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Yes it is possible I have taught a very small handful over the years. You need a combination of talent and discipline which is not common at all. The majority of people who apply themselves and work consistently will be able to play at a decent level after some years and that provides them access to a large amount of wonderful music not necessarily of the highest level.

There is no problem when you are "aiming for the stars" but you need to be also excited about the more immediate goals. Often I have to refocus what excites students to learn the piano, some are so distracted with amazing recordings out there that they don't learn to make realistic goals. They love these difficult works and this has the tendency to diminish the value they find in their own piano studies when they study much easier pieces. So they then try to over stretch and work with pieces too difficult for them, this frustrates them as progress is confusing and slow and thus most give up.
"The biggest risk in life is to take no risk at all."
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Offline chrismaninoff

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Re: Can someone who starts playing piano at play at a really high level?
«Reply #7 on: April 20, 2020, 01:55:14 PM »
I think that it depends in large part on your musical background, passion, time commitment and personality. 

My first piano teacher was teaching this man who was in his 70s, who started 10 years before that.  He reached an early advanced level, playing movements of sonatas and things like that.   I think he got his grade 8 RCM certificate, if that means anything to you.

Another example is a man I met a few years ago, who had started piano a mere three years before I met him and was also approaching 70.  He was very dedicated and was playing some Chopin Nocturnes. 

Another example is this man: https://www.theguardian.com/books/2013/jan/12/play-it-again-chopin-ballade-no-1-alan-rusbridger
I came across this video a while ago, and from what I remember, this is about a reporter who is an amateur pianist yet learned the 1st Ballade of Chopin.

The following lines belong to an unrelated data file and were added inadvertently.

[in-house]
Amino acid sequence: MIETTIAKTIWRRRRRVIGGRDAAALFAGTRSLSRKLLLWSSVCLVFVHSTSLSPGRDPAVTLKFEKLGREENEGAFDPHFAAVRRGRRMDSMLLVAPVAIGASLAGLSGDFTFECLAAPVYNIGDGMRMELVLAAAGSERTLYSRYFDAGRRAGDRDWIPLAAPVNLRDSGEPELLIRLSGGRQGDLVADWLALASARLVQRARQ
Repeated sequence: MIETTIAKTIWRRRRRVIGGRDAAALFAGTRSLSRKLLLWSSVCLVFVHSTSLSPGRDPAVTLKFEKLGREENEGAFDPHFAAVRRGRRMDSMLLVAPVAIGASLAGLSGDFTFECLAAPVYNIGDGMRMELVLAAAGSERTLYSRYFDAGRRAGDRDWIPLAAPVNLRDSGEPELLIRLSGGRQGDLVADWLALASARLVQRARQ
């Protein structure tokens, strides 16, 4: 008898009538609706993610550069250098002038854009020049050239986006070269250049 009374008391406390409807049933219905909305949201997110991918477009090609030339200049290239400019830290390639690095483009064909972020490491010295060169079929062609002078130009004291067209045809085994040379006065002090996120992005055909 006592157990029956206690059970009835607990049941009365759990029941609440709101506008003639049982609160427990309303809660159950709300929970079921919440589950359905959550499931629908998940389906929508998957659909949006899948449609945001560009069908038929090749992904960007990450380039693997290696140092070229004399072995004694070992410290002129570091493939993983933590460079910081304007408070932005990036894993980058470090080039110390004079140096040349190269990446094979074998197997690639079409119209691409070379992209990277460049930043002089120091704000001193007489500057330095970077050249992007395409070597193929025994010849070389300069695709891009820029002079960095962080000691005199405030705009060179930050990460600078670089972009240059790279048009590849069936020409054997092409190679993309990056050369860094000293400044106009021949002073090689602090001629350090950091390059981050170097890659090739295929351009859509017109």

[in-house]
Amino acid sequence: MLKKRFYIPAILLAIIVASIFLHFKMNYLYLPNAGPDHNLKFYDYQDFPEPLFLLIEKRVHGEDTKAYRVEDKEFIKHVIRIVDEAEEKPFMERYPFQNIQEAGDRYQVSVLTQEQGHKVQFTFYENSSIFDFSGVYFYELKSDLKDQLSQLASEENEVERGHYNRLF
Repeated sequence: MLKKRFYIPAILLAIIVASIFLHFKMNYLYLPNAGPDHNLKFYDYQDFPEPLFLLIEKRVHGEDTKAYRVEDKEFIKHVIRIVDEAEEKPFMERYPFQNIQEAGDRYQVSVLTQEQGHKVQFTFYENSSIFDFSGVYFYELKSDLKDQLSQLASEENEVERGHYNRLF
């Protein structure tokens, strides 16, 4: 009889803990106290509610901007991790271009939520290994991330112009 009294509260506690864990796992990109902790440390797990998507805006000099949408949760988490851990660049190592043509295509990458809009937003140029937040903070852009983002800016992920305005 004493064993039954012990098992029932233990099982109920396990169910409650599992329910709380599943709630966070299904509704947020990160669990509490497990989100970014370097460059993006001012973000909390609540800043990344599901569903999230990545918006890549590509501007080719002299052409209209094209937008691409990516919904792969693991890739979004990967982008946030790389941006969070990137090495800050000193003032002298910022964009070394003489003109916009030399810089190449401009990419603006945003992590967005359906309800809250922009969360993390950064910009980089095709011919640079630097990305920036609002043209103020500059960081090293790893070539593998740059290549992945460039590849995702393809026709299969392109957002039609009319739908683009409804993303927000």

One final example: there was a girl I knew in high school who started learning piano in grade 9 or 10, and after graduating she got into Berklee for classical piano performance.  Mind you, she was already a very good flute player and also spent many hours a day practicing.  She skipped school for an entire month while preparing her audition rep. 

All that to say... I really don't know about 'the highest level' of technique, but if you pursue it passionately, you should be able to play most pieces of music.  Just my thoughts. 
Accompanist and private piano teacher, poetry hobbyist, aspiring gourmet porridge chef.

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Offline timothy42b

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Re: Can someone who starts playing piano at play at a really high level?
«Reply #8 on: April 25, 2020, 01:22:45 PM »
According to a book I just read, probably yes:

https://www.amazon.com/Range-Generalists-Triumph-Specialized-World/dp/0735214484

It's an interesting book; I used the library but if I were a teacher I might consider owning.  He disagrees with Gladwell on some points about mastery, and actually went out to dinner with the guy to discuss it. 
Tim

Offline dogperson

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Re: Can someone who starts playing piano at play at a really high level?
«Reply #9 on: April 25, 2020, 02:00:07 PM »
If you want to play Ďat the highest levelí get the best teacher you can find, work hard and see where you get.